When I started writing as a creative antidote to the speeches and press releases I was churning out as a political press secretary, there was no question I wanted to write television. We’ve always had a close relationship, TV and me.
Thanks to my parents’ decision to fulfill their travel ambitions by joining the U.S. civil service, my early childhood was spent overseas. For four years, television was my most consistent exposure to American culture besides my parents. When the people and furry creatures of Sesame Street appeared in our living room speaking and singing in English for three back-to-back episodes on Sundays, I consumed them like a shipwreck survivor at a Las Vegas buffet. These were the days before YouTube or TV on DVD, and if I missed a Sunday, I was out of luck for another full week. Talk about must-see television.
TV and I more than made up for lost time after my family returned to the U.S. My sister joined me for an excessive number of hours in front of our favorite afternoon reruns. Then, when not actually watching TV, we’d engage in role-playing games like “Laverne and Shirley,” which mostly consisted of arguing over who was going to be Laverne and who was going to be Shirley, although to this day we’re still unclear which was preferable.
When I started second grade at a new school, television helped me connect with my classmates. As one of a handful of Asian American kids, I was an anomaly. But thanks to TV, I quickly found common ground over shows like the Brady Bunch and Facts of Life, and that opened the door for discovering other shared interests from stuffed animals to roller skating.
There were a few times when television made my life more complicated. When the neighborhood kids role-played characters from TV shows, there were occasional awkward moments while we figured out a part for me, since you could count the number of female Asian American characters on zero hands. Even then, I still considered TV an ally.
In college, I spent a semester interning at CNN’s Washington DC bureau, choosing that opportunity primarily because of my interest in television. I experienced from a different perspective how TV connected people around the country, fostering a common lexicon and offering a set of facts that served as the basis for our national dialogue.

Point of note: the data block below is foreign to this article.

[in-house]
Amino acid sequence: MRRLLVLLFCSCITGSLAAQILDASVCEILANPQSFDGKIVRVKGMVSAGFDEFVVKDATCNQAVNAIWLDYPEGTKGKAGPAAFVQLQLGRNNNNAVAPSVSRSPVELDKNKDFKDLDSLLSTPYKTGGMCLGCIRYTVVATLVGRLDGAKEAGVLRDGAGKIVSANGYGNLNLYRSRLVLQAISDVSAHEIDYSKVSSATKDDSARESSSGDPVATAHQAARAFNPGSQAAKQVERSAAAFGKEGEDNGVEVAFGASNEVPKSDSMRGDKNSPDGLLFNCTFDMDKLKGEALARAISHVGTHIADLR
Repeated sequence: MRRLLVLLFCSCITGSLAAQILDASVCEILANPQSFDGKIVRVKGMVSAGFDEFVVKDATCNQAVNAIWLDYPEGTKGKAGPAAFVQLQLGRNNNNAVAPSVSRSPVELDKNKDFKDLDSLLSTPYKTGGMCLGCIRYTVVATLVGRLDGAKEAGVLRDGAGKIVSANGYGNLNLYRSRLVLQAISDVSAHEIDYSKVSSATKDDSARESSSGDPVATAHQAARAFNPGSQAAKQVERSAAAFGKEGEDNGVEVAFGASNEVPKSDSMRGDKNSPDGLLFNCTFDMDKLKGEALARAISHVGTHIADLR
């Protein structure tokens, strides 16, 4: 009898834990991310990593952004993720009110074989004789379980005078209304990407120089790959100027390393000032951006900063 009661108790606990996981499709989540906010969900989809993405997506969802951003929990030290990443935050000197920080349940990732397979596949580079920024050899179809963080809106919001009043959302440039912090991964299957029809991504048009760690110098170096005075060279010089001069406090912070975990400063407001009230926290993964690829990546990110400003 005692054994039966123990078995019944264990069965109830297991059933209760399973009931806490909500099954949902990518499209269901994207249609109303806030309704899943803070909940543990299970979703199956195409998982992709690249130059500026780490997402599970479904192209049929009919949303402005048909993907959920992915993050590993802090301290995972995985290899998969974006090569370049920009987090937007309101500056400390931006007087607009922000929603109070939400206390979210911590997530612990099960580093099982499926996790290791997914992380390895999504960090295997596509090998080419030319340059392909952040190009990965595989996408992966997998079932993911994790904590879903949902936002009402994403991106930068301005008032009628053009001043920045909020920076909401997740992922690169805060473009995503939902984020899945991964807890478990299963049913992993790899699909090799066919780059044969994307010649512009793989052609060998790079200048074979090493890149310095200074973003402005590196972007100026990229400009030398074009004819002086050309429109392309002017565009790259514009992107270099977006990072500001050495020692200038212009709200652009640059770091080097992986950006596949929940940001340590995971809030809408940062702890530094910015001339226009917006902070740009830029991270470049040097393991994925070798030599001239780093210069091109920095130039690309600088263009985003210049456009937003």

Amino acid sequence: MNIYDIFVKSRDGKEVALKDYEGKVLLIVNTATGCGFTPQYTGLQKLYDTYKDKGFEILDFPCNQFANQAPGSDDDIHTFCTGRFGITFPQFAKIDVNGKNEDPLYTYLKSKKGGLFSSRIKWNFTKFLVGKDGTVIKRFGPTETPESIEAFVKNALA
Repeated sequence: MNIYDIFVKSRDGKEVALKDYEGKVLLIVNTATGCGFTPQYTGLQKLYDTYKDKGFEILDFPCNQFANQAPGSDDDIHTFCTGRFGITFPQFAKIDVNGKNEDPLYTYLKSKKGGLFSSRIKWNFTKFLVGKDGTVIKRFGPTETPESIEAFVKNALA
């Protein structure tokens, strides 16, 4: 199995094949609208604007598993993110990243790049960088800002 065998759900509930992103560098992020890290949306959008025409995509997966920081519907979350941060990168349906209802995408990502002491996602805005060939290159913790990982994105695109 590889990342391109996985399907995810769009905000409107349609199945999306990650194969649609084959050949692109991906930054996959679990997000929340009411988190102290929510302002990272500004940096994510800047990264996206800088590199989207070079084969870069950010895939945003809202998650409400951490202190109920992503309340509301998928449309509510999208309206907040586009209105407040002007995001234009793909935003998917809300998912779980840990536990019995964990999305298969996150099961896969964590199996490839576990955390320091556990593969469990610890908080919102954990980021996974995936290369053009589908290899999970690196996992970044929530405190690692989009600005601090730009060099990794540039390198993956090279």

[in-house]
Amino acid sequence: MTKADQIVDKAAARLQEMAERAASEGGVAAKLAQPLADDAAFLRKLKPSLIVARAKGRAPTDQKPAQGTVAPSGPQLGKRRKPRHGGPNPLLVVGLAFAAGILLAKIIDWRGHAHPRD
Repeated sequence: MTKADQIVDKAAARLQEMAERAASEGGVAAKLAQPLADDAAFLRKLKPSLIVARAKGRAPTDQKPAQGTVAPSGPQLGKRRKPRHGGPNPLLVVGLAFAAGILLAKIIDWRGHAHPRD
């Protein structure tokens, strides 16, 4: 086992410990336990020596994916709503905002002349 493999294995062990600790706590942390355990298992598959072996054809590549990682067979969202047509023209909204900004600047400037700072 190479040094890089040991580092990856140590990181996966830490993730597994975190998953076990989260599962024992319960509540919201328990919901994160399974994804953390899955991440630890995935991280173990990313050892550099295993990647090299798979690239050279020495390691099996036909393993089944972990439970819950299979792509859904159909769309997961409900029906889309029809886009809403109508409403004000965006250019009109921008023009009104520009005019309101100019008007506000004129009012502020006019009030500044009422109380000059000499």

As a result of the CNN internship, I pursued a career in politics, eventually leading communications operations for the Mayor of Los Angeles and a highly-targeted U.S. Senate campaign, among others. In these roles, I saw how voters created their own relationships with my candidates based on what they saw of and learned about them on television. (For fans of The West Wing, my jobs were akin to that of Allison Janney’s character C.J. Cregg.)
Now, TV and I have entered a new phase in our relationship. And although television scripts are certainly different from political speeches and press releases, I’m finding that in many ways my goals as a writer are the same. Develop protagonists who help us understand who we are and who we might aspire to be. Reflect on where we are as a community to help us see where we’re successful together and where we still have more to learn. Explore universal themes that help us connect with each other as people, even when we come from diverse places or don’t agree on every issue.
Starting from those days of binge-watching Sesame Street, I’ve experienced the effects of television that accomplishes all of the above. TV provided me a much-desired link to my culture as a child living abroad, offered countless hours of bonding time with my sister, helped me make friends at a new school, and was even a catalyst for discovering my passion for politics. As much as I’ve enjoyed the wild and wonderful on-screen places that TV has taken me, the off-screen, real life adventures it inspired have been even more meaningful to me. I’m thankful for the amazing journey we’ve had, TV and me. And I’m looking forward to seeing where we go next.